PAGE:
Mexican-born Rafael Lozano-Hemmer's Homographies combines twisted modernist aesthetics and surveillance technology.
The huge installation features 144 robotic fluorescent light fixtures controlled by 7 computerized surveillance systems. As people walk under the piece, the light tubes rotate to create labyrinthine patterns of light that are "paths" or "corridors" between them.
The presence of a single person in the space is detected by the light fixtures as a magnetic frield of influence. When two or more people are detected, the system rotates the fixtures so that "light corridors" are created between them. As many people walk in the court, the light reflect the influence of all of them creating complex patterns similar to isobars.
Every few minutes, the system enters an "interlude mode" showing random orthogonal arrangements.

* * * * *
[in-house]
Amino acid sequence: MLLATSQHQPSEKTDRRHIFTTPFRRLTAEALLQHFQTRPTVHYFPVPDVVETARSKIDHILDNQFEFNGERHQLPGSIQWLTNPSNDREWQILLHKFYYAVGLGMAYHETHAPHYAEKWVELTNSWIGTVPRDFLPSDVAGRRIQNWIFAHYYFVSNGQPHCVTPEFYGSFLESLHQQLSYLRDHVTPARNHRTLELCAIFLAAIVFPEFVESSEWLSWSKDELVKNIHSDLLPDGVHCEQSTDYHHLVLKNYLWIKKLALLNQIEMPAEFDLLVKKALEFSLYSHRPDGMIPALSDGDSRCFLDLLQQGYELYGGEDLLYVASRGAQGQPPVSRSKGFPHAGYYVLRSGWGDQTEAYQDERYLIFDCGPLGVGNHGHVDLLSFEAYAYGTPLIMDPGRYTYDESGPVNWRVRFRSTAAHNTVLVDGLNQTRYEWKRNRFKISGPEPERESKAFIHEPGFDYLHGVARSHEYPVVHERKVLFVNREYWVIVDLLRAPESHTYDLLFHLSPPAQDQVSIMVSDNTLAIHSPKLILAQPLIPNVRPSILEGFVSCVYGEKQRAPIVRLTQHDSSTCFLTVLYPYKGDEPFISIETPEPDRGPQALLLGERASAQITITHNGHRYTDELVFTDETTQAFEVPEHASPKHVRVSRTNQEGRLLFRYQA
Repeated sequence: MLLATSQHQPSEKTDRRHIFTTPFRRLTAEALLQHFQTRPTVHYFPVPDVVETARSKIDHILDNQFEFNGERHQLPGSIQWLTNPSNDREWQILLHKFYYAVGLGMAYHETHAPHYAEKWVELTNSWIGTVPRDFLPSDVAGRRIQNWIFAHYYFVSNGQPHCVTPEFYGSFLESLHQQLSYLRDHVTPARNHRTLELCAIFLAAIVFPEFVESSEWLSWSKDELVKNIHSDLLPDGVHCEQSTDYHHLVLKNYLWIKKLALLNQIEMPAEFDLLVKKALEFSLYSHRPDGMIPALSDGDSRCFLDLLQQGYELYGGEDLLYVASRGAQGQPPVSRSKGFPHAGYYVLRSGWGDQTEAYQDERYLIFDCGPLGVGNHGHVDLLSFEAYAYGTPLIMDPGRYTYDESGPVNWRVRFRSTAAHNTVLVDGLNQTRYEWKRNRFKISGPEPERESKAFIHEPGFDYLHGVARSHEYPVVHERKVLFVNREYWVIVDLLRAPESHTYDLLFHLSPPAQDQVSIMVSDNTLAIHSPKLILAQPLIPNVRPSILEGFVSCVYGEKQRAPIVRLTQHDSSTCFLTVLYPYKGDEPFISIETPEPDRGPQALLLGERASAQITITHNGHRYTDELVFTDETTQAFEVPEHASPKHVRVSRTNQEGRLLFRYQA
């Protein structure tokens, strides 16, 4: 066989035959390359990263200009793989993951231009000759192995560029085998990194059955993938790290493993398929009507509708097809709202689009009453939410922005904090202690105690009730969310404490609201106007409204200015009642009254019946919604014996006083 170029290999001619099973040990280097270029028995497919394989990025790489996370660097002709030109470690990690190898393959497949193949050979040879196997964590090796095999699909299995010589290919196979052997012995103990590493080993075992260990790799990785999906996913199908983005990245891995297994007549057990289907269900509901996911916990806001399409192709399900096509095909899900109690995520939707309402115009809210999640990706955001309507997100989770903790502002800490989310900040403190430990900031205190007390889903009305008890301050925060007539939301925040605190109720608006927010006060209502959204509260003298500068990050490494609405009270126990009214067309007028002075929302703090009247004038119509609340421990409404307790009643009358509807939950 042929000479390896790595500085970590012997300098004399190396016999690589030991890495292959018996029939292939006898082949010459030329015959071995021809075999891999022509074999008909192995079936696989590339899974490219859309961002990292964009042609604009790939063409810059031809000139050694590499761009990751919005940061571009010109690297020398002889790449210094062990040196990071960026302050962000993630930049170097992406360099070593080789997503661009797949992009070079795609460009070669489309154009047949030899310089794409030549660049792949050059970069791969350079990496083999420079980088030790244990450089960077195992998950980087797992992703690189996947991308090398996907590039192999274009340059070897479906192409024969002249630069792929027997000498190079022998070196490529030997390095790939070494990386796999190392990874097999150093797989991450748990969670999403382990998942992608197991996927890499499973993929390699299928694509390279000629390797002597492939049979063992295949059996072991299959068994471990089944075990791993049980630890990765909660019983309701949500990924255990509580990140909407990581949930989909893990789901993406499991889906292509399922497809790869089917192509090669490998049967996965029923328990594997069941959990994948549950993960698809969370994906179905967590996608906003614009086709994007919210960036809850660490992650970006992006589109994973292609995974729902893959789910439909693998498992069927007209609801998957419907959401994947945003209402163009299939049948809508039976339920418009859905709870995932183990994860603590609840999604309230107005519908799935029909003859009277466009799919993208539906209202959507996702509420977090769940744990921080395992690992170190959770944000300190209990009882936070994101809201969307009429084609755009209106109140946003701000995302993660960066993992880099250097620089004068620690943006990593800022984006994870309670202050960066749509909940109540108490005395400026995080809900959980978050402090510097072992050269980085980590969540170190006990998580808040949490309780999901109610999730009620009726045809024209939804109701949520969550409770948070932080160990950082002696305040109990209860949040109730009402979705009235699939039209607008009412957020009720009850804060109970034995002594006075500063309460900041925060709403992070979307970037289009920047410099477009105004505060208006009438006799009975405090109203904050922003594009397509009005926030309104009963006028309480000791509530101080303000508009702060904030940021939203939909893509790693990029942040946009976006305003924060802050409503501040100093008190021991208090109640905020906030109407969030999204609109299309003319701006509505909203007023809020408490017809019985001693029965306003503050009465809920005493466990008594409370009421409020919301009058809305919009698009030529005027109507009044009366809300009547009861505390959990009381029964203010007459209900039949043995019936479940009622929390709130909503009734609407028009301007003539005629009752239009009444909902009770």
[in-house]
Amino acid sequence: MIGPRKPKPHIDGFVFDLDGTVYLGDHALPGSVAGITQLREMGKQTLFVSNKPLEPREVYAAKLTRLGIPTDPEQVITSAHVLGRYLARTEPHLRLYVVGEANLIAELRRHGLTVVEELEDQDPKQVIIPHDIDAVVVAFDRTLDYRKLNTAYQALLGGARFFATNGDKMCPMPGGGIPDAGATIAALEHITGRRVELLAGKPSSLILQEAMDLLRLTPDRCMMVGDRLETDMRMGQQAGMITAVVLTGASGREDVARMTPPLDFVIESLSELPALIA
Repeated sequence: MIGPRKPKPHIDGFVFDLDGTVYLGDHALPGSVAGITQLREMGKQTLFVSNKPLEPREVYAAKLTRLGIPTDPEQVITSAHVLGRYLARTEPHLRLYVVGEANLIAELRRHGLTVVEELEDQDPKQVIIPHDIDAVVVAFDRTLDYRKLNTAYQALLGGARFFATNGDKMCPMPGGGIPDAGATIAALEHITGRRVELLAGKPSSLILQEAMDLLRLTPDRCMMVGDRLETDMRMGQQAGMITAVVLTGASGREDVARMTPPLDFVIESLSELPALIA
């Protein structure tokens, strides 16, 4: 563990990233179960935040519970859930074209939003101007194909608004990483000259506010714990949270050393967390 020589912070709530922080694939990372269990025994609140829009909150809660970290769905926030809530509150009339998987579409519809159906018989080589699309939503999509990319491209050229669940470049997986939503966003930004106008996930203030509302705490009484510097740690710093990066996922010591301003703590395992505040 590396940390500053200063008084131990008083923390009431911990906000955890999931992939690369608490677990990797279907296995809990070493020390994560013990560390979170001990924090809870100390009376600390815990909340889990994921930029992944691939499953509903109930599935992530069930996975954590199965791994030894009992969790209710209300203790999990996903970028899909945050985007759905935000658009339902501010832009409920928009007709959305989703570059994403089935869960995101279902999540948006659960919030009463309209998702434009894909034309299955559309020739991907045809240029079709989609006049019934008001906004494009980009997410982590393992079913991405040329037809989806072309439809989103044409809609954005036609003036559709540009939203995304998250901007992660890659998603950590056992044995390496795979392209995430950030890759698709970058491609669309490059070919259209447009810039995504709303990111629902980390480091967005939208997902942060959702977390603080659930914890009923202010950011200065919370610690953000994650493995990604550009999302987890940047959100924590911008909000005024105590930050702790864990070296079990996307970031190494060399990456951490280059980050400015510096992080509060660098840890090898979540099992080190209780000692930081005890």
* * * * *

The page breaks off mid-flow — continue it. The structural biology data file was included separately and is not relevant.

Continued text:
Plasma screens on the gallery walls show the tracking systems with an overlay of data.
In Homographies the "vanishing point" is not architectural, but rather connective, i.e. it is determined by who is there at any given time and varies accordingly. This gives a reconfigurable light-space that is based on flow, on motion, on lines of sight -- an intended contrast to the modernist grid that currently organizes the court.
The installation was premiered at this year's Sydney Biennale, Zones of Contact, which runs until August 27.
See also another very similar work by Lozano-Hemmer: Standards and Double Standards (except that this time, belt buckles are following visitors) and Marie Sester's spotlight beam that tracks gallery visitors.
Originally posted on we make money not art by Rhizome